Support The Moscow Times!

Russia Fines Radio Free Europe $150K Under 'Foreign Agent' Law

Russia said Radio Free Europe failed to label its communications with a mandatory "foreign agent" moniker. Krokodyl / Wikicommons

Russia's media watchdog said Wednesday it had fined the Russian-language service of U.S.-funded Radio Liberty/Radio Free Europe nearly $150,000 over non-compliance with its controversial "foreign agent" law, in a penalty that could increase.

Groups or individuals identified as "foreign agents" in Russia must disclose their sources of funding and label publications with the relevant tag or face fines.

Media regulator Roskomnadzor said that it had drawn up 166 protocols against Radio Liberty/Radio Free Europe, which was ruled a foreign agent in 2017, and its director for failing to label nine of the U.S. outlet's websites operating in Russia.

Roskomnadzor said that a court has so far considered 40 of those protocols and ruled in favour of a fine in each instance, which the U.S. outlet has been incurring since late January.

"The total sum of the fines has reached 11 million rubles ($148,730 or 122,750 euros)," Roskomnadzor told AFP.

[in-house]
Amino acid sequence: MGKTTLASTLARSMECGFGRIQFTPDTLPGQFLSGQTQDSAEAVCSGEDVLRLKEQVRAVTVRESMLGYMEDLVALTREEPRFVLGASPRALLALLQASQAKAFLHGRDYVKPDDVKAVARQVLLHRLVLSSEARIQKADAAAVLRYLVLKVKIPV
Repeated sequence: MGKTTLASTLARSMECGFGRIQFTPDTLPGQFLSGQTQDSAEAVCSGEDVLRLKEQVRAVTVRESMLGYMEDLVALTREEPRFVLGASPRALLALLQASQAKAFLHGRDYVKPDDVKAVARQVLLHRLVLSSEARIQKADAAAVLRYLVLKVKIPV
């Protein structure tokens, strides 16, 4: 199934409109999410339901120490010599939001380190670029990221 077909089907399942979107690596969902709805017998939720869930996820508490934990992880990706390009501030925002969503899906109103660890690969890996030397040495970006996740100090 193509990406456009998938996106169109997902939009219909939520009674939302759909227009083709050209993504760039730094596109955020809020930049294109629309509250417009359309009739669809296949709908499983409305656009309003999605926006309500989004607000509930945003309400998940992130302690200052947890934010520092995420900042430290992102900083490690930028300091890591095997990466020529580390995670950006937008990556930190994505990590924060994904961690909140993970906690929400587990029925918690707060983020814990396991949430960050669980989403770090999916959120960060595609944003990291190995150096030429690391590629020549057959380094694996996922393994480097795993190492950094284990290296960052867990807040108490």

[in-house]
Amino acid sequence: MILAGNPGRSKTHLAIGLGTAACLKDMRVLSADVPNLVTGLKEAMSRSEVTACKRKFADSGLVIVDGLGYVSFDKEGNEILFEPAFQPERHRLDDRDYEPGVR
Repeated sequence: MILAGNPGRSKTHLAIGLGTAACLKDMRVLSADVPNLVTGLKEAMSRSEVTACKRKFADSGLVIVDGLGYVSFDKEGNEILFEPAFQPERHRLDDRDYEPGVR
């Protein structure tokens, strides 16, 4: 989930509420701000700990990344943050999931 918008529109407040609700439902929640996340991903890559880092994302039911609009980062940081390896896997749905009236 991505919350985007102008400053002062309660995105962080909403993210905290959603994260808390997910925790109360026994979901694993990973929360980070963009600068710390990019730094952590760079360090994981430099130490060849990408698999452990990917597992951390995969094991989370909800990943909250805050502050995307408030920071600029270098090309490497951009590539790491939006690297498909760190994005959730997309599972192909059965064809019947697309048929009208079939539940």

Radio Liberty/Radio Free Europe's regional director for Europe, Kiryl Sukhotski, last week dismissed the fines as a "state-sponsored campaign of coercion and intimidation."

Legislation allowing authorities to brand organizations with the Soviet-era term "foreign agent" was originally passed in 2012 to cover NGOs.

It was expanded to include media organisations in 2017 after Kremlin-funded RT (former Russia Today) was declared a foreign agent in the United States.

Russia further expanded the legislation in December to include individuals and increased the potential penalties for failing to comply with its provisions, with possible prison sentences of up to five years.

The law will also bar those individuals from holding municipal government positions.

Critics say the new legislation is intended to further clamp down on dissent ahead of key parliamentary elections in September.

Read more

Independent journalism isn’t dead. You can help keep it alive.

The Moscow Times’ team of journalists has been first with the big stories on the coronavirus crisis in Russia since day one. Our exclusives and on-the-ground reporting are being read and shared by many high-profile journalists.

We wouldn’t be able to produce this crucial journalism without the support of our loyal readers. Please consider making a donation to The Moscow Times to help us continue covering this historic time in the world’s largest country.